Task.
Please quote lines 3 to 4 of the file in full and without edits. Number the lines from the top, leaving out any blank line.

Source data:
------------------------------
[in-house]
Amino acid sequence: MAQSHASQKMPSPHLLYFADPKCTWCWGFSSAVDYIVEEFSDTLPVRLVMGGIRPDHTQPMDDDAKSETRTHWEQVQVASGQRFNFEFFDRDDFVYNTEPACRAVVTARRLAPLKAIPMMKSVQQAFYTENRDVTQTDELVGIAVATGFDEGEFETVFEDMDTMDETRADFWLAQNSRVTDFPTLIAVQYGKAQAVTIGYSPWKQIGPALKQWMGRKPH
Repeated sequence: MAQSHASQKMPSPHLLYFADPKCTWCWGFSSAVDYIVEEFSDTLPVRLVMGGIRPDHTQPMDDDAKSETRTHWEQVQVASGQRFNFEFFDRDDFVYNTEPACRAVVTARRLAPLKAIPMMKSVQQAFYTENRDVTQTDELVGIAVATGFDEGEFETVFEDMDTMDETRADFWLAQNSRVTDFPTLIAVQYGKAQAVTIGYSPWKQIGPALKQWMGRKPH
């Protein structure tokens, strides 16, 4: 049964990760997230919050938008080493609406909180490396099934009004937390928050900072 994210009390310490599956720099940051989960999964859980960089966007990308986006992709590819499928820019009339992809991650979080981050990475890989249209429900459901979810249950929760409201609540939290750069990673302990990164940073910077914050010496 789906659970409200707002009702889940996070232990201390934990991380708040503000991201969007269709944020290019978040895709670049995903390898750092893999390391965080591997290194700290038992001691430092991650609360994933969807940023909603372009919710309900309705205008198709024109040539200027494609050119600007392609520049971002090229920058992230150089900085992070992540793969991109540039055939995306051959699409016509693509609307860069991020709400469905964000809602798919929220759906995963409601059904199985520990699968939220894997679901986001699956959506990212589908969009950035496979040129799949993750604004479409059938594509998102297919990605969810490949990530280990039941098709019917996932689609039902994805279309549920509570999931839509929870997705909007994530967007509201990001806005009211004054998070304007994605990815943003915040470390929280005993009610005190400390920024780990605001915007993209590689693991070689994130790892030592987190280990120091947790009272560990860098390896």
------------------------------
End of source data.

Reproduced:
Repeated sequence: MAQSHASQKMPSPHLLYFADPKCTWCWGFSSAVDYIVEEFSDTLPVRLVMGGIRPDHTQPMDDDAKSETRTHWEQVQVASGQRFNFEFFDRDDFVYNTEPACRAVVTARRLAPLKAIPMMKSVQQAFYTENRDVTQTDELVGIAVATGFDEGEFETVFEDMDTMDETRADFWLAQNSRVTDFPTLIAVQYGKAQAVTIGYSPWKQIGPALKQWMGRKPH
């Protein structure tokens, strides 16, 4: 049964990760997230919050938008080493609406909180490396099934009004937390928050900072 994210009390310490599956720099940051989960999964859980960089966007990308986006992709590819499928820019009339992809991650979080981050990475890989249209429900459901979810249950929760409201609540939290750069990673302990990164940073910077914050010496 789906659970409200707002009702889940996070232990201390934990991380708040503000991201969007269709944020290019978040895709670049995903390898750092893999390391965080591997290194700290038992001691430092991650609360994933969807940023909603372009919710309900309705205008198709024109040539200027494609050119600007392609520049971002090229920058992230150089900085992070992540793969991109540039055939995306051959699409016509693509609307860069991020709400469905964000809602798919929220759906995963409601059904199985520990699968939220894997679901986001699956959506990212589908969009950035496979040129799949993750604004479409059938594509998102297919990605969810490949990530280990039941098709019917996932689609039902994805279309549920509570999931839509929870997705909007994530967007509201990001806005009211004054998070304007994605990815943003915040470390929280005993009610005190400390920024780990605001915007993209590689693991070689994130790892030592987190280990120091947790009272560990860098390896």